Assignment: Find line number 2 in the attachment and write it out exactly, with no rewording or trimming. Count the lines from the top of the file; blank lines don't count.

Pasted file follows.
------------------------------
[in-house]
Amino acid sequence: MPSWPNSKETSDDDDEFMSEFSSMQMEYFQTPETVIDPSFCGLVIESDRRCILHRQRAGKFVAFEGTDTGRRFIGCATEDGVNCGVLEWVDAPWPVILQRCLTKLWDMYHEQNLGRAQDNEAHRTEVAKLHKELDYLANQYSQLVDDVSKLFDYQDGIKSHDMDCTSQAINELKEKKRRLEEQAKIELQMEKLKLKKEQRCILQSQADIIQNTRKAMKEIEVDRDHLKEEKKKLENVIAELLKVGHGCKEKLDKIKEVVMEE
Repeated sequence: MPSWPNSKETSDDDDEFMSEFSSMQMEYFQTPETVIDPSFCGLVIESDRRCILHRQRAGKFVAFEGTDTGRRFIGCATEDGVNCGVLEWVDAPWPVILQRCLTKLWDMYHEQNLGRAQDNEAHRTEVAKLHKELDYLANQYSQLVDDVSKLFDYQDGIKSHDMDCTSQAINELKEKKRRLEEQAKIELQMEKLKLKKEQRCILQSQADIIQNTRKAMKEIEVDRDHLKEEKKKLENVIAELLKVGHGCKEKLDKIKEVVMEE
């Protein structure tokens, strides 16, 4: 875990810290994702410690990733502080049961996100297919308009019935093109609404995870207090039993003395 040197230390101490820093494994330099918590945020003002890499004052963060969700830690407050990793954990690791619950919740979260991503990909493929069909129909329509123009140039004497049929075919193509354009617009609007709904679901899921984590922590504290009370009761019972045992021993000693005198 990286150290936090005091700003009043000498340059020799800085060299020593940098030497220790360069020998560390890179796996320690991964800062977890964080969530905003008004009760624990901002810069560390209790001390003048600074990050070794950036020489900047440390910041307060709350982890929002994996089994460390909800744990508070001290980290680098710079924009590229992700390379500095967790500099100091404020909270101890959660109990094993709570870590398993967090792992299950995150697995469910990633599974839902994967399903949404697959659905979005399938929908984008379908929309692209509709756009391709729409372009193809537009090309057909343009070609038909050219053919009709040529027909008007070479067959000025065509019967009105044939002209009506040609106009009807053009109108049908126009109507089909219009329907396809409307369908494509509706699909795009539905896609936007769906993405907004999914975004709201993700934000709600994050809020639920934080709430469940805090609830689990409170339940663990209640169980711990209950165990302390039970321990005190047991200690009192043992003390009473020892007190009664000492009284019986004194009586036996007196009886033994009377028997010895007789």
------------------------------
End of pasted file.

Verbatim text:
Amino acid sequence: MPSWPNSKETSDDDDEFMSEFSSMQMEYFQTPETVIDPSFCGLVIESDRRCILHRQRAGKFVAFEGTDTGRRFIGCATEDGVNCGVLEWVDAPWPVILQRCLTKLWDMYHEQNLGRAQDNEAHRTEVAKLHKELDYLANQYSQLVDDVSKLFDYQDGIKSHDMDCTSQAINELKEKKRRLEEQAKIELQMEKLKLKKEQRCILQSQADIIQNTRKAMKEIEVDRDHLKEEKKKLENVIAELLKVGHGCKEKLDKIKEVVMEE